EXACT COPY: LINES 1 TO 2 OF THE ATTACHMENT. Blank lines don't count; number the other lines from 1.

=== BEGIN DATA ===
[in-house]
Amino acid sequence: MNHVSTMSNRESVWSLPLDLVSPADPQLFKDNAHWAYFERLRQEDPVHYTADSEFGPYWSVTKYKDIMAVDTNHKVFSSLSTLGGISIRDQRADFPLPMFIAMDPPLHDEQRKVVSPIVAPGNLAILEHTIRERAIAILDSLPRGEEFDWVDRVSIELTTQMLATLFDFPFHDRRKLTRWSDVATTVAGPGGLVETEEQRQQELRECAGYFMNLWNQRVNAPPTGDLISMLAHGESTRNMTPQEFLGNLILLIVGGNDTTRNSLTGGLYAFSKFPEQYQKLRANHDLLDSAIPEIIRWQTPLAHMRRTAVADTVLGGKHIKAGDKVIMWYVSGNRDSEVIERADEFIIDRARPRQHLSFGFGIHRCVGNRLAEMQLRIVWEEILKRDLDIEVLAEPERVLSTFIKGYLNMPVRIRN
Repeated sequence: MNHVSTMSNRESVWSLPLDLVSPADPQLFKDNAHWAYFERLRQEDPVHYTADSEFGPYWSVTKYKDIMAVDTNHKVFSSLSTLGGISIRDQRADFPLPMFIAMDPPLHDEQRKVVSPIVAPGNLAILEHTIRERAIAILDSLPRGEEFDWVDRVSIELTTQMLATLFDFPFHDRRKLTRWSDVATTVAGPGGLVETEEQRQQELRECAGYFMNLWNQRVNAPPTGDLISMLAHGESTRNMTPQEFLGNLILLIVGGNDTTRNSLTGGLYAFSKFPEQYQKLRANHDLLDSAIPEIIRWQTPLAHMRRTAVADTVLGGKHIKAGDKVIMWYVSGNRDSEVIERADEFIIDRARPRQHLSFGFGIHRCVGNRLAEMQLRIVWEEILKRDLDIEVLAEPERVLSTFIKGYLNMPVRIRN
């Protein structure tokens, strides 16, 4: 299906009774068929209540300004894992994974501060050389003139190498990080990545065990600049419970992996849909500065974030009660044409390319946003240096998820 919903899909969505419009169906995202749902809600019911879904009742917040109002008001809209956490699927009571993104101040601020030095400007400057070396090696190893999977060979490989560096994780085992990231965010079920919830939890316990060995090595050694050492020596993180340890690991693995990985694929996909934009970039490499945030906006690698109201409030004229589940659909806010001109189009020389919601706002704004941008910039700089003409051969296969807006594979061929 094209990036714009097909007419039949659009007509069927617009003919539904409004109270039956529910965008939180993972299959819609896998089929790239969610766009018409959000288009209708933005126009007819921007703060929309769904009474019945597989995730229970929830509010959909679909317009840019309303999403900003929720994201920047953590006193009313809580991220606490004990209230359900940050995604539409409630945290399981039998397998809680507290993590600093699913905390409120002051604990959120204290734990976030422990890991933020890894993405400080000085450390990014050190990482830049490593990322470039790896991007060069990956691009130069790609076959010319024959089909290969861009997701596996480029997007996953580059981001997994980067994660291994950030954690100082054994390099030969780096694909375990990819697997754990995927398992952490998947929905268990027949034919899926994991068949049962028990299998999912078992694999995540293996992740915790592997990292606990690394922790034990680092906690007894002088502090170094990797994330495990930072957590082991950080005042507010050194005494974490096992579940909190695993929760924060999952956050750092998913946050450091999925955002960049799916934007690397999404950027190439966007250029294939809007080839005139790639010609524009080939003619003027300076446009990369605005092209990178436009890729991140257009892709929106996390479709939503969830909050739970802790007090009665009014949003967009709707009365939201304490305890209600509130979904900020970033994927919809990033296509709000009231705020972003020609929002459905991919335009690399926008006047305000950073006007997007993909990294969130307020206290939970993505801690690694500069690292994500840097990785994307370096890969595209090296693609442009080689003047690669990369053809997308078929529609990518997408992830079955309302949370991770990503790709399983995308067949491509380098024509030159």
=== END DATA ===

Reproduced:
[in-house]
Amino acid sequence: MNHVSTMSNRESVWSLPLDLVSPADPQLFKDNAHWAYFERLRQEDPVHYTADSEFGPYWSVTKYKDIMAVDTNHKVFSSLSTLGGISIRDQRADFPLPMFIAMDPPLHDEQRKVVSPIVAPGNLAILEHTIRERAIAILDSLPRGEEFDWVDRVSIELTTQMLATLFDFPFHDRRKLTRWSDVATTVAGPGGLVETEEQRQQELRECAGYFMNLWNQRVNAPPTGDLISMLAHGESTRNMTPQEFLGNLILLIVGGNDTTRNSLTGGLYAFSKFPEQYQKLRANHDLLDSAIPEIIRWQTPLAHMRRTAVADTVLGGKHIKAGDKVIMWYVSGNRDSEVIERADEFIIDRARPRQHLSFGFGIHRCVGNRLAEMQLRIVWEEILKRDLDIEVLAEPERVLSTFIKGYLNMPVRIRN